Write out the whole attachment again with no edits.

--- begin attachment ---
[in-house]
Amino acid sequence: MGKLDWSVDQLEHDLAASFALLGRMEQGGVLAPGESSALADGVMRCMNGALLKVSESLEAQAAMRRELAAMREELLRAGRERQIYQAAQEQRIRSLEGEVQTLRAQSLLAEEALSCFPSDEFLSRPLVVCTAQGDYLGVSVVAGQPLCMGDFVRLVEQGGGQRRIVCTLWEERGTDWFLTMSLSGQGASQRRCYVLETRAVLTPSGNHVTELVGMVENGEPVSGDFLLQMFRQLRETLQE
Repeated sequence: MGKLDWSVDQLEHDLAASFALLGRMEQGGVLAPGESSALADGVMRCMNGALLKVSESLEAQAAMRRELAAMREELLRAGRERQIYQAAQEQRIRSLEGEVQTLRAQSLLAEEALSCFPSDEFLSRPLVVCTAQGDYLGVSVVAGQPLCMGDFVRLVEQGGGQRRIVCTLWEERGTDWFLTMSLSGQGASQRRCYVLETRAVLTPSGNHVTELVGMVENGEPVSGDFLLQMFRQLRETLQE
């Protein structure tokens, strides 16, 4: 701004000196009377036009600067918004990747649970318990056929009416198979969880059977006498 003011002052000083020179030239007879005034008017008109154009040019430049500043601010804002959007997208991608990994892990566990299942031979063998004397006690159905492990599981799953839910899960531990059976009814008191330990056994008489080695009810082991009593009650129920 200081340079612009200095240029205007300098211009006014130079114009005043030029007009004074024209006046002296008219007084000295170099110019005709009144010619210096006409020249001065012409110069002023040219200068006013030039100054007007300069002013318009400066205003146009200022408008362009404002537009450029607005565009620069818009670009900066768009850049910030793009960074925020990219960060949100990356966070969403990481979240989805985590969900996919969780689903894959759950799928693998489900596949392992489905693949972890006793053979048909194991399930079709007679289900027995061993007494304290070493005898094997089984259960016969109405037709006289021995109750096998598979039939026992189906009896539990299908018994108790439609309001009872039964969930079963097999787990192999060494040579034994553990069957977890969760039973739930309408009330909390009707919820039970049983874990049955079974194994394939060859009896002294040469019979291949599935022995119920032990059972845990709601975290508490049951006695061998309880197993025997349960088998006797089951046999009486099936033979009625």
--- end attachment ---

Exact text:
[in-house]
Amino acid sequence: MGKLDWSVDQLEHDLAASFALLGRMEQGGVLAPGESSALADGVMRCMNGALLKVSESLEAQAAMRRELAAMREELLRAGRERQIYQAAQEQRIRSLEGEVQTLRAQSLLAEEALSCFPSDEFLSRPLVVCTAQGDYLGVSVVAGQPLCMGDFVRLVEQGGGQRRIVCTLWEERGTDWFLTMSLSGQGASQRRCYVLETRAVLTPSGNHVTELVGMVENGEPVSGDFLLQMFRQLRETLQE
Repeated sequence: MGKLDWSVDQLEHDLAASFALLGRMEQGGVLAPGESSALADGVMRCMNGALLKVSESLEAQAAMRRELAAMREELLRAGRERQIYQAAQEQRIRSLEGEVQTLRAQSLLAEEALSCFPSDEFLSRPLVVCTAQGDYLGVSVVAGQPLCMGDFVRLVEQGGGQRRIVCTLWEERGTDWFLTMSLSGQGASQRRCYVLETRAVLTPSGNHVTELVGMVENGEPVSGDFLLQMFRQLRETLQE
């Protein structure tokens, strides 16, 4: 701004000196009377036009600067918004990747649970318990056929009416198979969880059977006498 003011002052000083020179030239007879005034008017008109154009040019430049500043601010804002959007997208991608990994892990566990299942031979063998004397006690159905492990599981799953839910899960531990059976009814008191330990056994008489080695009810082991009593009650129920 200081340079612009200095240029205007300098211009006014130079114009005043030029007009004074024209006046002296008219007084000295170099110019005709009144010619210096006409020249001065012409110069002023040219200068006013030039100054007007300069002013318009400066205003146009200022408008362009404002537009450029607005565009620069818009670009900066768009850049910030793009960074925020990219960060949100990356966070969403990481979240989805985590969900996919969780689903894959759950799928693998489900596949392992489905693949972890006793053979048909194991399930079709007679289900027995061993007494304290070493005898094997089984259960016969109405037709006289021995109750096998598979039939026992189906009896539990299908018994108790439609309001009872039964969930079963097999787990192999060494040579034994553990069957977890969760039973739930309408009330909390009707919820039970049983874990049955079974194994394939060859009896002294040469019979291949599935022995119920032990059972845990709601975290508490049951006695061998309880197993025997349960088998006797089951046999009486099936033979009625």